But still it was on a fairly low level – I wasn’t out in a rubber dinghy. And it didn’t have to be Greenpeace; I could equally well have been a member of the Nature Conservancy or something else.


How did you become disillusioned with Greenpeace?

Well, I read an article in Wired by [the US ‘free-market environmentalist’] Julian Simon saying: ‘Contrary to what you believe, things are getting better.’ My immediate reaction was: ‘Right-wing propaganda! It can’t be true.’ I thought it would be fun to get my students to show that he was wrong, but as we went through it, we realised that a lot of the things he said were right – and when you think about it, it’s kind of obvious. Air quality is getting better, not worse. Water quality is getting better. People are better fed, they live longer, they are not as poor or as sick as they used to be. We’ve actually managed to do a lot of good things.

And yet we have this whole culture – and it’s much, much more than just Greenpeace – that we’re going in the wrong direction, that things are falling apart. Everyone – politicians, journalists and certainly scientists – are telling us that things are getting worse and worse. But that is actually not the case with many – not all, but many – of those important indicators.

You know, some of my friends have been debating with themselves for years: Is it right to bring kids into this world? Now, if the world is coming to an end, kind of thing, certainly it’s a very relevant thing to take into consideration; but imagine choosing to forgo one of the most wonderful things that life offers, just because you were misinformed!




T
he Damascus Road experience you have described puts me in mind that the apostle Paul was arguably just as dogmatic after his conversion as he was before it. Do you see yourself as someone who is always open to another change of mind, or was that enlightenment it?

I hope I’m able to change my mind. I’ve certainly said that whenever the evidence changes, I change with it.


Just to be clear, you are still green?

Absolutely. Obviously, I still recycle. I don’t own a car.

What I’ve rejected is the idea that this is the end of the world and that we must atone – you know, ‘Thou shalt not do’ all these things. No. What we should do is collectively make sure that we can get all the good things but without the bad things.


And your attitude to nature is one of prudence, maybe, but not reverence.

You know, I like the idea of the environment in general – I think most people do. I like the idea of having lots of whales, I like the idea of having untouched rainforests; but I also recognise that basically we have gotten rich by cutting down virtually all of our forests. Do we want to deny the people of Brazil the same opportunities? I think we could pay them for not cutting down the rainforest; but I also think we need to recognise that their needs are probably more important than the need for an extra hectare of forest when we have lots of it.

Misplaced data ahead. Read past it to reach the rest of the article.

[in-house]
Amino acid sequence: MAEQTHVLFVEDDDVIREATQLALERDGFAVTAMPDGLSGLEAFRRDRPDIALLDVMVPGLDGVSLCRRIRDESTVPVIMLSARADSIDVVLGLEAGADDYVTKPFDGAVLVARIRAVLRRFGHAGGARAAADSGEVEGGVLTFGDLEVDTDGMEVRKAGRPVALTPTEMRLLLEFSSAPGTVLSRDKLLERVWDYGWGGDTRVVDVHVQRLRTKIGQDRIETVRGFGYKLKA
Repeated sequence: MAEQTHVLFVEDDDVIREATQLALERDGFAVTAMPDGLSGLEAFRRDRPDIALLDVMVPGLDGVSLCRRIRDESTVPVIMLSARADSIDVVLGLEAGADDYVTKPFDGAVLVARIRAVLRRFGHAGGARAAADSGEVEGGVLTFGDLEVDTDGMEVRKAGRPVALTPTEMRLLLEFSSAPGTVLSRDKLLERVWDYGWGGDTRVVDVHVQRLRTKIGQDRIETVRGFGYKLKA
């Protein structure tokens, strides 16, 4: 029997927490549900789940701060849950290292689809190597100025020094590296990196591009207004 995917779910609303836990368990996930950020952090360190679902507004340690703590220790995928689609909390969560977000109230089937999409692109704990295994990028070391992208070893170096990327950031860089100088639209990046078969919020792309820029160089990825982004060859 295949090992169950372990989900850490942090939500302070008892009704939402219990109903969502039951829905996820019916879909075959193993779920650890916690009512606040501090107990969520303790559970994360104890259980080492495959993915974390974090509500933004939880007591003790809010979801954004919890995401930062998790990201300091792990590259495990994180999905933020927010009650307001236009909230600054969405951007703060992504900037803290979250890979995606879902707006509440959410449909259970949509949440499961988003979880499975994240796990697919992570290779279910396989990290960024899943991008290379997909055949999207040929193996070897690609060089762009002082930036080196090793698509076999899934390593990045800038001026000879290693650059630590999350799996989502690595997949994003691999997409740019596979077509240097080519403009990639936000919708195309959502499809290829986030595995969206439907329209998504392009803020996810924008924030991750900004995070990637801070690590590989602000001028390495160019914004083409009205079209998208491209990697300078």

You place a heavy emphasis on cost-benefit analysis. From a moral point of view, it’s important to say that it has limitations, hasn’t it? What value could you put on the last pair of blue whales in existence, for example?

As you say, it’s clear that the world is not just an Excel sheet and you cannot just say: Here are the costs, here are the benefits and that’s it: in a sense we’ve made the decision already. But likewise we cannot ignore the fact that there are costs and benefits, and I see this analysis as a very important part of understanding our choices.

I’m pretty sure that if a whale was threatened with extinction, we’d find a way to stop that happening and we’d be willing to pay for it; but we’re not willing to pay for an extra beetle that we didn’t even know existed. So, in a sense you could say we are already implicitly making these sorts of cost-benefit analyses. Fortunately, most of our choices are not about exotic, extravagant things like the whale. They’re much more: What would you do to save this fairly anonymous beetle?


What if I could demonstrate that the Grand Canyon was worth more economically as a landfill site than as a tourist attraction?

Yes, but… My sense is that that is actually a faux conflict, because you’re taking the Grand Canyon, which we all sort of really, really love. We don’t put landfills in spectacular places exactly because there are really, really boring places that are a dime a dozen and that’s where we put our garbage dumps. So, we are making precisely these sorts of comparisons all the time.


Am I right that you take it as read that climate change is happening and that it is predominantly man-made?

Yes, yes, yes, yes.


In my 2010 edition of Cool It, you seem to argue that the threat is hugely exaggerated and you say: ‘It’s obvious that there are many other and more pressing issues.’